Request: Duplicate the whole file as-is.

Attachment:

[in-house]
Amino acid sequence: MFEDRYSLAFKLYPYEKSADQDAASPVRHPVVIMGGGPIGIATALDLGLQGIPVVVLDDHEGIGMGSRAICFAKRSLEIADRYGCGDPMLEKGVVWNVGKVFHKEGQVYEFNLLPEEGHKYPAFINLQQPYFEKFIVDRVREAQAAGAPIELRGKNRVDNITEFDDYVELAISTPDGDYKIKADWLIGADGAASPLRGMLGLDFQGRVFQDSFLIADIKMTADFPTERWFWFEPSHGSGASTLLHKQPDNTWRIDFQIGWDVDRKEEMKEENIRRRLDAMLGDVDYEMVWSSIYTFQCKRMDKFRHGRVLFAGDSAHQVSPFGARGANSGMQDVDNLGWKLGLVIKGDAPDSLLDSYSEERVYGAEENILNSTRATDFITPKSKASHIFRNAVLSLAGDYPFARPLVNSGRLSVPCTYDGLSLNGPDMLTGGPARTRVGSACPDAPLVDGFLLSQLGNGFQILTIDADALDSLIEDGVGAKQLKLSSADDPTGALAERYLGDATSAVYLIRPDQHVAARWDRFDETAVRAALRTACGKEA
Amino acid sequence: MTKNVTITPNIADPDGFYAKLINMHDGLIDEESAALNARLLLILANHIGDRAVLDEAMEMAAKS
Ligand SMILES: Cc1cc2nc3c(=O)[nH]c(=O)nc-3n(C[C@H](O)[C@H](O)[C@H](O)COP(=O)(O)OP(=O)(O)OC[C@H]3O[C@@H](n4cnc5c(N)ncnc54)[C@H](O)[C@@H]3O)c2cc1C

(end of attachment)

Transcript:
[in-house]
Amino acid sequence: MFEDRYSLAFKLYPYEKSADQDAASPVRHPVVIMGGGPIGIATALDLGLQGIPVVVLDDHEGIGMGSRAICFAKRSLEIADRYGCGDPMLEKGVVWNVGKVFHKEGQVYEFNLLPEEGHKYPAFINLQQPYFEKFIVDRVREAQAAGAPIELRGKNRVDNITEFDDYVELAISTPDGDYKIKADWLIGADGAASPLRGMLGLDFQGRVFQDSFLIADIKMTADFPTERWFWFEPSHGSGASTLLHKQPDNTWRIDFQIGWDVDRKEEMKEENIRRRLDAMLGDVDYEMVWSSIYTFQCKRMDKFRHGRVLFAGDSAHQVSPFGARGANSGMQDVDNLGWKLGLVIKGDAPDSLLDSYSEERVYGAEENILNSTRATDFITPKSKASHIFRNAVLSLAGDYPFARPLVNSGRLSVPCTYDGLSLNGPDMLTGGPARTRVGSACPDAPLVDGFLLSQLGNGFQILTIDADALDSLIEDGVGAKQLKLSSADDPTGALAERYLGDATSAVYLIRPDQHVAARWDRFDETAVRAALRTACGKEA
Amino acid sequence: MTKNVTITPNIADPDGFYAKLINMHDGLIDEESAALNARLLLILANHIGDRAVLDEAMEMAAKS
Ligand SMILES: Cc1cc2nc3c(=O)[nH]c(=O)nc-3n(C[C@H](O)[C@H](O)[C@H](O)COP(=O)(O)OP(=O)(O)OC[C@H]3O[C@@H](n4cnc5c(N)ncnc54)[C@H](O)[C@@H]3O)c2cc1C